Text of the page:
During the secret ballot, initially the voters cast their votes using a kind of maze, or as the Romans called it saepta-a network of wooden partitions placed in such a way that the voter could not leave on his own. This structure excluded the possibility of repeated votes. Later, under Julius Caesar, marble columns were erected on the site of a dilapidated wooden labyrinth. The maze had many entrances where voters waited their turn. Voting began after the signal, and all centuries except the centuria praerogativa participated. The exact order of voting is unknown, but there is an assumption that before entering the fence, voters received a tablet on which they wrote themselves, or asked a proxy to write the names of two of their candidates, then the tablets were thrown into the ballot box, and the voters remained inside the maze until the end of voting. Elections were held not only in Rome itself, but in all the cities of the empire. As a rule, in Roman provincial cities, the government was made up of duumvirs – the highest officials, and decurions-members of the local senate. The quinquennals, who were elected every five years, compiled lists of citizens with an indication of the property qualification and formed the composition of the Senate. The day – to-day city duties (landscaping, bread supply, street cleaning, etc.) were assigned to junior aedile magistrates. Local government elections were held by dividing each city into several curia – electoral precincts.

All adults and free citizens could be elected to ordinary positions, but the requirements for candidates for higher provincial master's positions were higher: in addition to being of legal age and citizenship, they required an unblemished reputation, possession of certain property, and consistent promotion through the official ladder. Only former aediles could become candidates for duumvirs. The names of candidates were announced in advance by the duumvir or quinquennal holding the election. If there were not enough candidates, they were allowed to choose their deputies, who in turn could choose their assistants, and as a result, all these persons were included in the electoral lists. Just like in the capital elections, in the provinces, voters wrote their candidate's name on a tablet and threw it into the ballot box. Not only individual candidates could participate in the elections, but also urban societies such as youth unions, rural unions, or urban associations. Women also participated in the election campaign. The election procedure took place in March. The outcome of provincial elections was decided in a different way than in the capital. First, the results of voting in each curia were summed up separately, then the results from all curia were compared, and the candidate for whom the majority of curia voted won. The newly elected officials took office on the first of July and served for a year.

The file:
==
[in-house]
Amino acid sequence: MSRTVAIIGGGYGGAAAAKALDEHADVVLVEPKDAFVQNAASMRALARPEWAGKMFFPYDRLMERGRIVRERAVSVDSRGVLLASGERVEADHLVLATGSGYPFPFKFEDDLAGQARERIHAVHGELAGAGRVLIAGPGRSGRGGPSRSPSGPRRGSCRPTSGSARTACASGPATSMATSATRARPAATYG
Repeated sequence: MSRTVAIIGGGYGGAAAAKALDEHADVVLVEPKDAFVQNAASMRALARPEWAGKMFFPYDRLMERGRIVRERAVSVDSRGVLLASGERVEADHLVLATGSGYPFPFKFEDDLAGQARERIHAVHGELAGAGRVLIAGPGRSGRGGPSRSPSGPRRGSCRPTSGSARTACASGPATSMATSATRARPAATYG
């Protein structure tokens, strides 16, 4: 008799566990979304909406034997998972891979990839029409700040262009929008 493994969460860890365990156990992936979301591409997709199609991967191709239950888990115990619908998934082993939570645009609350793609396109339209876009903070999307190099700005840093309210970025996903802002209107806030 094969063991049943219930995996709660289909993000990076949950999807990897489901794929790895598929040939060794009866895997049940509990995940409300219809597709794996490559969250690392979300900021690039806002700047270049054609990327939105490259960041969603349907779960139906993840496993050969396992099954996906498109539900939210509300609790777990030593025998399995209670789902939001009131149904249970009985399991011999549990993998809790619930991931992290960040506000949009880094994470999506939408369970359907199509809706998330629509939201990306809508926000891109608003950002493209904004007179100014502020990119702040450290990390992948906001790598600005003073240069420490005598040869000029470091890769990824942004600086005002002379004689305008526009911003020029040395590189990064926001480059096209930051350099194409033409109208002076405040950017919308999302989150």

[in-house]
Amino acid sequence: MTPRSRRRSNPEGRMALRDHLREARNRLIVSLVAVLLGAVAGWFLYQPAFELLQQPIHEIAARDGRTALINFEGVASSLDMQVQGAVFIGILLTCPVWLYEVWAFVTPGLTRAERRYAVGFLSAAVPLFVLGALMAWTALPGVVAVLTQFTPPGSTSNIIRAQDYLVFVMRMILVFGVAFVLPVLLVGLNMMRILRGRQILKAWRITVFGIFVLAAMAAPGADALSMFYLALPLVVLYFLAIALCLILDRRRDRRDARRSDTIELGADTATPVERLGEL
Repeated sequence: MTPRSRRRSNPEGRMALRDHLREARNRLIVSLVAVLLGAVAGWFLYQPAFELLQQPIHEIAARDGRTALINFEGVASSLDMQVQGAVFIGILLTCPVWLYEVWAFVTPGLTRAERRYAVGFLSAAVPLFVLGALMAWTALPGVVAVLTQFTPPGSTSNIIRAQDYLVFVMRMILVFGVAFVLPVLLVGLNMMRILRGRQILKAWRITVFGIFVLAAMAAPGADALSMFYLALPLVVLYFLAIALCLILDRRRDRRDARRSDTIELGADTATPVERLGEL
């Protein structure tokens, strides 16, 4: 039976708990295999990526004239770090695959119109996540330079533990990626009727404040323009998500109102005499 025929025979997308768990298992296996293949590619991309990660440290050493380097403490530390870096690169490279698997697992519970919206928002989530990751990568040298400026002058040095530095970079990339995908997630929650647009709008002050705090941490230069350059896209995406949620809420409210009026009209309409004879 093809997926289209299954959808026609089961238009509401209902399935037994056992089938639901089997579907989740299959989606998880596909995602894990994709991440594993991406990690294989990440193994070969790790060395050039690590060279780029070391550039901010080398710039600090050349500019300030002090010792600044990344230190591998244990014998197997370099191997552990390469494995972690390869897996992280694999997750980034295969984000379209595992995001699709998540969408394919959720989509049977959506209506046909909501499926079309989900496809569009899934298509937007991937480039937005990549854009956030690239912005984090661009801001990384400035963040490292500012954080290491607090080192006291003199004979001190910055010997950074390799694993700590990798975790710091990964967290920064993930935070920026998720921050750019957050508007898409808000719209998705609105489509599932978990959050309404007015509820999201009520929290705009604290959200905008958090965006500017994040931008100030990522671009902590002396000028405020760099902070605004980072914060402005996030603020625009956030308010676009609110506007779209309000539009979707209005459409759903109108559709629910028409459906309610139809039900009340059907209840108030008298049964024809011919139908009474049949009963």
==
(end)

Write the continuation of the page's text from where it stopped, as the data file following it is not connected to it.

During the election campaign, propaganda inscriptions were applied to the walls of houses covered with white plaster and red paint. The candidate's name was written in large letters at the very beginning, an appeal to the voter was written under it, and the names of deputies were indicated in small print below. The inscriptions remained after the election for the entire duration of the elected officials ' tenure and were covered with a new layer of plaster during the next election campaign. The content of the campaign signs varied. Some of them described highly moral qualities of candidates, information about professional activity or noble origin. Less common are candidate commitments or programs. Archaeologists also found inscriptions that contained abuse against candidates, or caricatures of candidates, and some similar inscriptions showed attempts, apparently, by supporters of the candidate to erase negative statements. In addition, neutral inscriptions were found that simply encourage people to come to the polls. As an example, you can give the following labels: "Neighbors, wake up and vote for Ampliatus. May you get sick if you destroy it out of envy! ""Please, Lorey, choose Ceia Secunda as your duumvir and he will choose you" "If an honest life is good for people, then Lucretius Fronton is completely worthy of honor"

Campaign bowls. They were filled with food and distributed on the street before the election to the poor. Inscriptions inside the bowls contained calls to vote for a particular candidate. On the left is a bowl calling for voting for Cato the Younger in the election of tribunes of the people (63 BC); on the right, for Catiline in the election of consuls (66 BC).

Related topics

Augur, The Roman Empire, Roman Republic